Spilman was part of a team that established the Gatorade Trust to protect inventors of the sports drink after the University of Florida sued them over royalties from sales of the beverage that was created on the Gainesville campus. The lawsuit settled with an agreement that divided proceeds between the inventors and the university.
But aside from his legal acumen, Price said Spilman also set an example. Price recalled Spilman taking a pro bono case that resulted in the exoneration of two women serving life sentences. “Claude was very humble,” Price said. “He felt the agonies of common folk.”
Welsh, who served as Indiana governor from 1961-1965 before joining the firm, also was an inspiring figure.
“Matt Welsh was one of the finest governors in the state’s history in my opinion, and a class act,” Price said. “What a thrill to be a close friend to both of those guys.”
Price, who led the firm’s appellate section for years, said one highlight of his career was successfully arguing the residency case that allowed Evan Bayh, who had been an associate at the firm, to serve as Indiana governor.
“That was just one of many cases that were important to be decided in our highest courts,” he said. “That’s what gave me the greatest pleasure.” Price said the firm historically has had a strong appellate practice rewarded with numerous referrals.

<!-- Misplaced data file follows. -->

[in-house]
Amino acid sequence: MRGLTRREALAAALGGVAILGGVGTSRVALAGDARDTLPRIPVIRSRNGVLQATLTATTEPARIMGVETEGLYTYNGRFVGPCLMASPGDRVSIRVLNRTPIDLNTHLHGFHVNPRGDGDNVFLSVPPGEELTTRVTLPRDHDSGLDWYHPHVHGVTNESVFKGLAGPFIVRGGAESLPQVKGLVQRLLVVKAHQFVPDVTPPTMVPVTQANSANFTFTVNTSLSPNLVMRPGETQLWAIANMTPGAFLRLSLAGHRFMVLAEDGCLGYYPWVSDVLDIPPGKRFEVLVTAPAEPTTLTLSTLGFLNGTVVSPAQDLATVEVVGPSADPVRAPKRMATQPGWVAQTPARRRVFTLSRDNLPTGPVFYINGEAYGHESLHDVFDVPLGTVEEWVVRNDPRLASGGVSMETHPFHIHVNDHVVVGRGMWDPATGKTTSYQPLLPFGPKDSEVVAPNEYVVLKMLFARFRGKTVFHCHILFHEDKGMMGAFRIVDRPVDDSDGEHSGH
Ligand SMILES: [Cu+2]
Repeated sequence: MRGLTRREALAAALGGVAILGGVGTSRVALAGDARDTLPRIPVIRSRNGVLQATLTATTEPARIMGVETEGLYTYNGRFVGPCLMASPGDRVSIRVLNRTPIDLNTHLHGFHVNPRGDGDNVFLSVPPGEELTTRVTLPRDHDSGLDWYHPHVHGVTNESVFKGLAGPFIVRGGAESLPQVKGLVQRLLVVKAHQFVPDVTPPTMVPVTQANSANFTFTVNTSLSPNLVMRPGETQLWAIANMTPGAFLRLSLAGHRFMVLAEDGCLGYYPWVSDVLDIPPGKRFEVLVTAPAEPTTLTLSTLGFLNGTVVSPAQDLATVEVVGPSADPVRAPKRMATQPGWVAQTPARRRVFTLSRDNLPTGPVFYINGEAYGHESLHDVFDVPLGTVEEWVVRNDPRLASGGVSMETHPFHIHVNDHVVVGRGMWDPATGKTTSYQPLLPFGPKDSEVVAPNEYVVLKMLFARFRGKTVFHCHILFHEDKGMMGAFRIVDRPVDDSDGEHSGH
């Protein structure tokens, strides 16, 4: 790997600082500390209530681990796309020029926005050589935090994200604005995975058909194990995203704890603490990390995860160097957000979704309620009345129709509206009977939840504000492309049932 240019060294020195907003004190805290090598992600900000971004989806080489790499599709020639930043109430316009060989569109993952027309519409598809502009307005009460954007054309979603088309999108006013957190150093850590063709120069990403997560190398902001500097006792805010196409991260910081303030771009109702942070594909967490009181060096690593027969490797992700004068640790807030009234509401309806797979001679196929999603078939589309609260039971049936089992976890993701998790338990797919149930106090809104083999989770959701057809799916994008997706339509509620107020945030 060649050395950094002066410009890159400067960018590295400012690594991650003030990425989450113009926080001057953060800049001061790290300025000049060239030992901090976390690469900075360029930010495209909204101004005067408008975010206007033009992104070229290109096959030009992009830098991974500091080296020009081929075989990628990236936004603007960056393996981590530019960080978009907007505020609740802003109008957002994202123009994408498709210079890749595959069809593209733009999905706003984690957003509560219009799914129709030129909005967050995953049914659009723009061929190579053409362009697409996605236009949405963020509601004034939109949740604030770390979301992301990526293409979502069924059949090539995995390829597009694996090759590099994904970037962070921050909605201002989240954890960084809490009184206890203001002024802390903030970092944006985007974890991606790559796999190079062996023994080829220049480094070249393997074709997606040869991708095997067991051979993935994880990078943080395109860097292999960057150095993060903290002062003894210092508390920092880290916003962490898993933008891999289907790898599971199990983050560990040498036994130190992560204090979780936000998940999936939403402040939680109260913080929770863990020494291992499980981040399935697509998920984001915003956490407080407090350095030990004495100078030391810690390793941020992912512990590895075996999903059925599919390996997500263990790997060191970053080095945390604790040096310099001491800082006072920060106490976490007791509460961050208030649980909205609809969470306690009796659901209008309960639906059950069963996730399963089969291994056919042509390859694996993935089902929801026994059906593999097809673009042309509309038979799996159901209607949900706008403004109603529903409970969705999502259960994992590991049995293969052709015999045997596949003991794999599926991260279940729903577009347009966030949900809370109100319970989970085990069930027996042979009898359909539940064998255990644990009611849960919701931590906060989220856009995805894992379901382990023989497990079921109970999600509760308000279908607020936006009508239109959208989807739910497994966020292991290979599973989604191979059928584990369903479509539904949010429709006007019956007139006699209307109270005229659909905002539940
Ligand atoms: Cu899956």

Around the state, a select group of firms can trace their local roots back a century or more – Ice Miller LLP and Krieg DeVault LLP in Indianapolis; Kahn Dees Donovan & Kahn LLP in Evansville; and Barrett & McNagny LLP in Fort Wayne, to name just a few.
But overall, relatively few American law firms can trace a heritage of more than 100 years, said Ward Bower, principal with the legal consulting firm Altman Weil. Those that do tend to have a few things going for them.
“Firms that have survived that long have enjoyed solid leadership, good market position, the respect of clients and others in the community, and I would think Bingham would be in that position,” Bower said.
“I think the cachet of Bingham Greenebaum is one that is more regional than it is national,” he said, likening its market position in Indiana and Kentucky to firms including Barnes & Thornburg LLP and Ice Miller.
Managing partner Tobin McClamroch said Bingham is poised for significant growth in coming years, particularly in its business law and corporate transaction, mineral, and litigation practices.
“I’ve always thought the Bingham name in Indianapolis stands for two or three things,” McClamroch said. “One would be professionalism. We’ve had dozens of lawyers here who really represented the very essence of professionalism.